Clear, Organized and Motivated

Preparing your mind for creative achievement in the modern world

5 Steps to a Clear Mind

Learn a simple 5-step process for getting stray thoughts out of your mind so you can focus on the task at hand. And then learn how to make it work even better. Read More

Started the process

Came across this blog today after looking into boosting my serotonin levels. I read your article and thought, wow that is a really interesting way of solving an issue that i have been trying to deal with for a while.

So i have sat down for the last hour and written out all the things that have been occupying my brain for space. 6 notepad pages later i was quite surprised just how much clutter i have accumulated and am very keen to start cleaning out the cobwebs so to speak.

Thanks for this interesting system, i cant wait to read the next blog post in the series so i can better implement this strategy into my life.

Good to hear!

It's nice to hear that you're finding this method useful. If you haven't cleared your mind in years, it can take an hour or so to do the process the first time.

And then you should probably do it the next day as well. You probably got only 70-80% of the items out on the first run.

After that, you can do it on an "as needed" basis.

I probably do the procedure about once a month now, as I "run clean" most of the time now.

Well, i read the amazing post

Well, i read the amazing post of yours. It really helped me out with lots of things but i am stuck here. How can i define the time limit. I appreciate your help. Just take an example, My list is

To be done:
A (Need a job)

May be later:
X (Study X domain, that will help in job)

Doesn't matter.

Now, if i don't get the job for next 1 month, shall i proceed to "May be later" list or not. Or define some time period. ?


This is an important question

If I'm reading your question correctly, you're considering a dilemma many people face when they find themselves without a job.

Should you spend most of your time looking for work? Or should you spend some of your time acquiring more skills or credentials, so you can be more marketable and increase your chances of finding a job.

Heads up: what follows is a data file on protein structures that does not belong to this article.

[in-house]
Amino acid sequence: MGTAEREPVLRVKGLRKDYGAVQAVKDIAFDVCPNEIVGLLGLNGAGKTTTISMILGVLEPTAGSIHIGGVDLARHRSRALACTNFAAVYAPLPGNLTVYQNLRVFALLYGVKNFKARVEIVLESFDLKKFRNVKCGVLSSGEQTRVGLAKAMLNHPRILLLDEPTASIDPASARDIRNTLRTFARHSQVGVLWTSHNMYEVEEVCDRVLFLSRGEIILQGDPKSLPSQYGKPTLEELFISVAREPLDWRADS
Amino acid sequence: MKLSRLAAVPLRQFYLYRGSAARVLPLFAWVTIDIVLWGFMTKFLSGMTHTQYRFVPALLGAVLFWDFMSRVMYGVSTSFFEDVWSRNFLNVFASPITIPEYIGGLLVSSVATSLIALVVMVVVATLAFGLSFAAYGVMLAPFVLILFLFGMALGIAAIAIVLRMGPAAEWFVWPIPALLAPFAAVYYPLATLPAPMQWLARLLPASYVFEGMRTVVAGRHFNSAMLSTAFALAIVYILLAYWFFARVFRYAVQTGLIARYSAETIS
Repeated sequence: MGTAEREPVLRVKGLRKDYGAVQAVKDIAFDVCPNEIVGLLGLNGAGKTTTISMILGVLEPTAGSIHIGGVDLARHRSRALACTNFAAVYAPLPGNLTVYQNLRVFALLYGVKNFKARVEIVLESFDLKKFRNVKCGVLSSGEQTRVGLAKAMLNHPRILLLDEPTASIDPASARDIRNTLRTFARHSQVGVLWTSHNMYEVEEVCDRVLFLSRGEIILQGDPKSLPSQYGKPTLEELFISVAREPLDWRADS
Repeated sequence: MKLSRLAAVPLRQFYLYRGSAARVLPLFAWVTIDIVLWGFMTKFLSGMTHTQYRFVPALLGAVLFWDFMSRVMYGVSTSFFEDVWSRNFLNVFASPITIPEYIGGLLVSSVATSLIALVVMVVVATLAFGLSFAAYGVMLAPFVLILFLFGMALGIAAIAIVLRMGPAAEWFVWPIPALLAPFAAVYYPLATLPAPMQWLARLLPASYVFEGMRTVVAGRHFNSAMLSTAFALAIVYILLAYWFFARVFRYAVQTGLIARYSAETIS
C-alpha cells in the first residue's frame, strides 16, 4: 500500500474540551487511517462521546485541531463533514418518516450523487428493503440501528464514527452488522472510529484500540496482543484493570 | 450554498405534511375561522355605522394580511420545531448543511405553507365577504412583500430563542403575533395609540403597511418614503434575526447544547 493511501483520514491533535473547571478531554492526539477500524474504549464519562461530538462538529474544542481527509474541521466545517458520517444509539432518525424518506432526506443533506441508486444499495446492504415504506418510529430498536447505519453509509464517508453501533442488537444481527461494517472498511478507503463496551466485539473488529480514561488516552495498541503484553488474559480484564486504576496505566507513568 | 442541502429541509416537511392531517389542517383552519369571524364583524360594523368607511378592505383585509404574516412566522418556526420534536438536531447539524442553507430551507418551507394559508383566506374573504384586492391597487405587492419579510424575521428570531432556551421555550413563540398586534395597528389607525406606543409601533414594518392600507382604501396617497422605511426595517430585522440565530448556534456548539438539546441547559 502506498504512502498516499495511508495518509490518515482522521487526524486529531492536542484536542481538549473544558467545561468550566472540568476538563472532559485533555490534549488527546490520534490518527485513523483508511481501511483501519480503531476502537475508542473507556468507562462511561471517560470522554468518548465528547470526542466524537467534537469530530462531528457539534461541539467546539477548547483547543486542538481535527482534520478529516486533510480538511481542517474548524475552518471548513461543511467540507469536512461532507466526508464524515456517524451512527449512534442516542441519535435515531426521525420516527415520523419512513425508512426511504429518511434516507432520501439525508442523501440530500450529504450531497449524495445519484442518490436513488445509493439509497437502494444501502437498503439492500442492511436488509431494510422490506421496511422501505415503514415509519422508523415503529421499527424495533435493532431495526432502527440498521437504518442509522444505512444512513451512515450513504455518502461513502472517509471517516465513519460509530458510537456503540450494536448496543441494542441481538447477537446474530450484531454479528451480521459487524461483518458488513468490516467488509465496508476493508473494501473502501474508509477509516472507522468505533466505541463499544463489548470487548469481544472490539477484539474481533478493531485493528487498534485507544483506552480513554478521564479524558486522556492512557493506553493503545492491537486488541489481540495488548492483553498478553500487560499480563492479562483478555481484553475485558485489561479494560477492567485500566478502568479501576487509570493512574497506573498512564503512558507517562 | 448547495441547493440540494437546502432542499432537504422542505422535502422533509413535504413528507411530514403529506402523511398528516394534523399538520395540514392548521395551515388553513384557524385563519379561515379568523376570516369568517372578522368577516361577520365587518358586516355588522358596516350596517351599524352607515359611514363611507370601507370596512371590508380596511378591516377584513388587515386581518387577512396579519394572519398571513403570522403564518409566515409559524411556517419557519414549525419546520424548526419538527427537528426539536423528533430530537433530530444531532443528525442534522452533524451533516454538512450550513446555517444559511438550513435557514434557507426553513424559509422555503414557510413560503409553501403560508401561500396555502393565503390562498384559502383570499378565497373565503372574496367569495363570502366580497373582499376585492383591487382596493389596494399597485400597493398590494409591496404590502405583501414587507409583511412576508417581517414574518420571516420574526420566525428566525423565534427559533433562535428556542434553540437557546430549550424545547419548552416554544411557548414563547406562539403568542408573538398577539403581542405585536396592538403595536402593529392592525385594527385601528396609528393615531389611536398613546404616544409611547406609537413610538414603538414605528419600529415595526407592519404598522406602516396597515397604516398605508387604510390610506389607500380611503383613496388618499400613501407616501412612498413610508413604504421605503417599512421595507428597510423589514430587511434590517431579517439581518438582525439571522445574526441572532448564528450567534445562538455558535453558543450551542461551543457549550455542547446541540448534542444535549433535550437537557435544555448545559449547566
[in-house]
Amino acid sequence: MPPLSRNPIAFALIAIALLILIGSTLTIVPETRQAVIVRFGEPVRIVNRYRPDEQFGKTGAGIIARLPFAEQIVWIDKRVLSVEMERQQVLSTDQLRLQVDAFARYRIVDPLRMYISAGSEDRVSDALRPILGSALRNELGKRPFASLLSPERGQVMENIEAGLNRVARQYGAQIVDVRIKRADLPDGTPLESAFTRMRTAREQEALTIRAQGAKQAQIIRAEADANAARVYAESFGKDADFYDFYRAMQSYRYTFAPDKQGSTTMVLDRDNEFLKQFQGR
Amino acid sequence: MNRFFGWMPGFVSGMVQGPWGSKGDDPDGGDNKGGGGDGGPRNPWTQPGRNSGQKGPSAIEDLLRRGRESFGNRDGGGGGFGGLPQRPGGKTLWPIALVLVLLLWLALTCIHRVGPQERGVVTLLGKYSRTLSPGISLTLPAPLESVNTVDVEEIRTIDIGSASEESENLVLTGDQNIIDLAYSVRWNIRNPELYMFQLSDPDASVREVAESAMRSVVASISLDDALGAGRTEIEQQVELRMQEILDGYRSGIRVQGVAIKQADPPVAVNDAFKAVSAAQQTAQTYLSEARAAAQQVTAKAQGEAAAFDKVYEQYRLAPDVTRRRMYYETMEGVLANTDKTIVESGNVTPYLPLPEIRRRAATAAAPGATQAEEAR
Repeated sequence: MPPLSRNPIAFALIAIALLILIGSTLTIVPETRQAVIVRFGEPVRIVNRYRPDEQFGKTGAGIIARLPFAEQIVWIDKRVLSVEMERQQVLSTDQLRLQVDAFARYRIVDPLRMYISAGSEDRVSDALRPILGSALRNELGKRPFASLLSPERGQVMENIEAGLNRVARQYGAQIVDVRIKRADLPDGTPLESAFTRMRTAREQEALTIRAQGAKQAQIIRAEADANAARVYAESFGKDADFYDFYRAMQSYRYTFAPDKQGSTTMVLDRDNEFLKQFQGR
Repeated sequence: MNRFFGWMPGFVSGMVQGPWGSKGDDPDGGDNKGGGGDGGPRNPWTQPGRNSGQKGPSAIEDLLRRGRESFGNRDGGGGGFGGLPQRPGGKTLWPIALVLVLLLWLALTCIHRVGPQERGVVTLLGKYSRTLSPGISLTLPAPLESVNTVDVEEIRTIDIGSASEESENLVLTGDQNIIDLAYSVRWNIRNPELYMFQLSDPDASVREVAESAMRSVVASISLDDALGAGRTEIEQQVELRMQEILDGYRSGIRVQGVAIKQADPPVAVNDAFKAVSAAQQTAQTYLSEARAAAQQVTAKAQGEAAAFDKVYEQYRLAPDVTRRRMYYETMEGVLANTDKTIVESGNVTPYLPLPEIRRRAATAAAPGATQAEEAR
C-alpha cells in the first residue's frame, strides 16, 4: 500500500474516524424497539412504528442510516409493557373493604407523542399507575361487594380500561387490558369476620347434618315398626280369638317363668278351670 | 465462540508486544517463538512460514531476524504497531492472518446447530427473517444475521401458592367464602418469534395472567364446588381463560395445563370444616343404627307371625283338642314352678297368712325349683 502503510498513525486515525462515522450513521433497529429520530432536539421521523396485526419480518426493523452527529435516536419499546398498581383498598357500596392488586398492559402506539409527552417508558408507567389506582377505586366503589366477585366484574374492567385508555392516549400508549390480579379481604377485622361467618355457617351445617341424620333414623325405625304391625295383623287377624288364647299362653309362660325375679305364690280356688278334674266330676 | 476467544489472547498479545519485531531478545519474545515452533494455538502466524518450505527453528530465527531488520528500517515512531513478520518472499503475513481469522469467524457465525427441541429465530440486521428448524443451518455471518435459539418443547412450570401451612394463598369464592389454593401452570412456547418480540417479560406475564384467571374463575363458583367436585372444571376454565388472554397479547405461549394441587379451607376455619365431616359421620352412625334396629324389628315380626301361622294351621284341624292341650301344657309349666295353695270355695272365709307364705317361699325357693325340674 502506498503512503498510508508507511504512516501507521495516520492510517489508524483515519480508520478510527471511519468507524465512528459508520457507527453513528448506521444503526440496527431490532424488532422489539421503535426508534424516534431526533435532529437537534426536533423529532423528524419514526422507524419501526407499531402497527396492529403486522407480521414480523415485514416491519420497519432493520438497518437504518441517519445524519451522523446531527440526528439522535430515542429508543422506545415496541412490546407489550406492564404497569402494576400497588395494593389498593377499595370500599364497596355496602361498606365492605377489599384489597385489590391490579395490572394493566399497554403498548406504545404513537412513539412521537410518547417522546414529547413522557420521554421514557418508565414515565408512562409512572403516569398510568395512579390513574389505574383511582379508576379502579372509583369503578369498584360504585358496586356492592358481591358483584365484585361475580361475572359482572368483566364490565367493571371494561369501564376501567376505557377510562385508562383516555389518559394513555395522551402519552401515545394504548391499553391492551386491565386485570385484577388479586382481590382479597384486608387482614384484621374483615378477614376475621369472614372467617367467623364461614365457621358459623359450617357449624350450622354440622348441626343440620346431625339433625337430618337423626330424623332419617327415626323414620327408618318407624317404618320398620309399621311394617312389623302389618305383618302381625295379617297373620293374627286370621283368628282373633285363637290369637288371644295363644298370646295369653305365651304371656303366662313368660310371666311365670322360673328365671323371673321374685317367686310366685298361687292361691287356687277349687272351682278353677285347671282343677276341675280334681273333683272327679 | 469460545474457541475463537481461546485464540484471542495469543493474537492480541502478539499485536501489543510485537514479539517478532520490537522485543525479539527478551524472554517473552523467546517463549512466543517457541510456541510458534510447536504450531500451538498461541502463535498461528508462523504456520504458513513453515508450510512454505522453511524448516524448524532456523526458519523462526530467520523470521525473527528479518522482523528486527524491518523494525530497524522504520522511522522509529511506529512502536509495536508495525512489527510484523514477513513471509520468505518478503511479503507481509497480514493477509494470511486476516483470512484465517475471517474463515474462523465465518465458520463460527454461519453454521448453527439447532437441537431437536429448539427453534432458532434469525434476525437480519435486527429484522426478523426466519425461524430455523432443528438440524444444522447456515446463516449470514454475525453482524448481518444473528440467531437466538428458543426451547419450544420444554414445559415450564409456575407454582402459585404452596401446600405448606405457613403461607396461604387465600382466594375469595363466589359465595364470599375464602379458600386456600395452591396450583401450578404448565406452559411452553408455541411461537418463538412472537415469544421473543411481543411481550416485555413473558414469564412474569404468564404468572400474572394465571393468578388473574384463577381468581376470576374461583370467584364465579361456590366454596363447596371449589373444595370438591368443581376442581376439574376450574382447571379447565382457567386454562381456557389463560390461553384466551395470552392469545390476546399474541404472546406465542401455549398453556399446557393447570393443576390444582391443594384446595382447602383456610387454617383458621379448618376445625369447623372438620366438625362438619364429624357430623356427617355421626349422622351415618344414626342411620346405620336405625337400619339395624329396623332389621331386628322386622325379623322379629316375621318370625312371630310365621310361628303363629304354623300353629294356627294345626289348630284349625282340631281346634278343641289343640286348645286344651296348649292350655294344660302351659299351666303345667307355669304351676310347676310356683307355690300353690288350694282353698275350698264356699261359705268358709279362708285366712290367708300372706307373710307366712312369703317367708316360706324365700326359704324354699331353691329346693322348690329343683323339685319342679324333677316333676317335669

When you first face this dilemma the choice might seem obvious. Work hard to find a job. But as time goes on, if you haven't found work, especially if you've had interviews and have been turned down as "under-qualified", it starts to look more sensible to build skills and acquire certifications instead.

This is a classic case of trying to make a decision under conditions of uncertainty.

I don't have a definitive answer for you. But I don't really see this as a case of moving things from your "maybe later" list either.

You might have "learn skill X" on your maybe later list, and then find yourself moving it to your list of active projects at some point. But this "moving things from your maybe later list to your list of active project plans" is done for a very specific reason in this case.

In general you don't worry about your maybe later list in any kind of systematic way. In fact, most of the things that go on that list (an overwhelming majority, in fact) are things you won't actually ever do.

Recurring issues

I'm assuming that if after deleting an item, it comes back up again, it may be prudent to file it into an action category (maybe later, to be done). But, how does one resolve a revolving interpersonal conflict that seems to have no solution? Just delete it and forget it? Or just keep deleting and dismissing it if it keeps coming up?

Re: recurring issues

Hi Evyn.

If you have recurring interpersonal conflict with someone who is important in your life, or whom you can't easily avoid, then you probably need to make the issue an active priority, and see if you can get some resolution of the issues.

Don't delete it. And only put it on the maybe later list if there are more important things vying for your attention right now.

Step two may be optional

I did step one of the procedure (produced a sizable list) and my mind cleared immensely. I didn't bother with step two because a few things leaped out immediately as "Do now or you've had it, buddy." I will worry about the rest as those things get knocked off.

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Jim Stone, Ph.D. is a philosopher, avid student of Motivational Psychology, and developer of personal productivity software and workshops.  


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